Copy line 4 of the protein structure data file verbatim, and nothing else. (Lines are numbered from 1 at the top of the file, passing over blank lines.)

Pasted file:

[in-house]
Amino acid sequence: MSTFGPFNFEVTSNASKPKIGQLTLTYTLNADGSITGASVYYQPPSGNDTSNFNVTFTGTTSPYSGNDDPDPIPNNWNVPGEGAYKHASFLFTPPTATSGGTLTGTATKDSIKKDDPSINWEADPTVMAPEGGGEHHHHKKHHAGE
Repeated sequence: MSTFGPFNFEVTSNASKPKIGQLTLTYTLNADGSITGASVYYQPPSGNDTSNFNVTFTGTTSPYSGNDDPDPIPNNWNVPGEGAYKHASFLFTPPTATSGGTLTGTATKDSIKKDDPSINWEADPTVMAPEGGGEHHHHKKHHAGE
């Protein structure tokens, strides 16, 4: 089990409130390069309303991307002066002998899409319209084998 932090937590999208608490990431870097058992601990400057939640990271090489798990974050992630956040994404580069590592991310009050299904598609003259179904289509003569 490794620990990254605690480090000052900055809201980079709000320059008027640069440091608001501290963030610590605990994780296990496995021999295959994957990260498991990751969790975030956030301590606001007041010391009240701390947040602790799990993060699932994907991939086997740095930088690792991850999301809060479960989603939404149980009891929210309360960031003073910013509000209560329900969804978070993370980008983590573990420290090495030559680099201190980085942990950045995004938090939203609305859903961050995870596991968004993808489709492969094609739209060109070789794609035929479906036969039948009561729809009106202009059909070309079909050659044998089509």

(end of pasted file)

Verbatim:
């Protein structure tokens, strides 16, 4: 089990409130390069309303991307002066002998899409319209084998 932090937590999208608490990431870097058992601990400057939640990271090489798990974050992630956040994404580069590592991310009050299904598609003259179904289509003569 490794620990990254605690480090000052900055809201980079709000320059008027640069440091608001501290963030610590605990994780296990496995021999295959994957990260498991990751969790975030956030301590606001007041010391009240701390947040602790799990993060699932994907991939086997740095930088690792991850999301809060479960989603939404149980009891929210309360960031003073910013509000209560329900969804978070993370980008983590573990420290090495030559680099201190980085942990950045995004938090939203609305859903961050995870596991968004993808489709492969094609739209060109070789794609035929479906036969039948009561729809009106202009059909070309079909050659044998089509």